This does not, however, explain why Nikon chose to prevent the D4's EN-EL18 and Battery Charger MH-26 from being interoperable with the D3S' EN-EL4a and Quick Charger MH-22. By placing the new battery's and new charger's connector in a different spot, any measure of backwards or forwards compatibility was eliminated.

The reason for this, says Akagi, is the MH-22 (and presumably the MH-21 also) would not be able to properly charge the cells in the EN-EL18 and could cause the battery harm (we didn't get into the specific damage that could occur, or why, though a too-fast charging rate is the most likely thing that Nikon was trying to avoid). To prevent this from happening, the company opted to make a clean break beginning with the D4 and its battery and charger.

Look for more D4 nuggets from our interview with Toshiaki Akagi in the days ahead.
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Related coverage of this topic includes:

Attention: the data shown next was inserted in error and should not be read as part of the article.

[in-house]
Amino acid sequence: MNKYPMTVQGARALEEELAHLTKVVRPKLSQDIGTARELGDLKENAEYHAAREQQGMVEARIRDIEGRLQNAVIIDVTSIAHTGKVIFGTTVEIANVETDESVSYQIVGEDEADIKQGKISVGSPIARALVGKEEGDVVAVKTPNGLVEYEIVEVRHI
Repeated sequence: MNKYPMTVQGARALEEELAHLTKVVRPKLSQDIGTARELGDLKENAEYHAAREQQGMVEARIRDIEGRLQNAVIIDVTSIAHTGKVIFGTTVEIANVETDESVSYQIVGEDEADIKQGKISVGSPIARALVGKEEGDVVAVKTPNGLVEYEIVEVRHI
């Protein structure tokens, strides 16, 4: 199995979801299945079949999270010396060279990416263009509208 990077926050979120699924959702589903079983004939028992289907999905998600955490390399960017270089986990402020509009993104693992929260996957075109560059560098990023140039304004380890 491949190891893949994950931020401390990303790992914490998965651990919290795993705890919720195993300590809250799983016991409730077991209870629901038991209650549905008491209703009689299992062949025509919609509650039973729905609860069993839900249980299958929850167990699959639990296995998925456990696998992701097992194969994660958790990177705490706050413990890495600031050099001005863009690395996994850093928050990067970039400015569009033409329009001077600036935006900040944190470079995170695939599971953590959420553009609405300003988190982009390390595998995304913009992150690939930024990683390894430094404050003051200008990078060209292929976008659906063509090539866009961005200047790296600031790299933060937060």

• Firmware update for Nikon 1 J1, V1 corrects slow motion video bug (May 8, 2012)
  • Comparing detail and moire in the Nikon D800 and D800E (April 30, 2012)
  • Nikon issues recall of some EN-EL15 batteries (updated) (April 24, 2012)
  • Nikon Capture NX2 updated to v2.3.2 (April 24, 2012)
  • Nikon D3200 support added to NEF Codec for Windows (April 24, 2012)
  • Nikon to release AF-S 28mm f/1.8G in May (April 19, 2012)
  • Nikon announces D3200, WU-1a wireless accessory (April 19, 2012)
  • Nikon D7000 disassembled (Update: Canon EOS 5D Mk III, too) (April 11, 2012)
  • Nikon posts user guide for Wireless Transmitter WT-5 (March 31, 2012)
  • Nikon Wireless Transmitter Utility updated to v1.3.1 (March 22, 2012)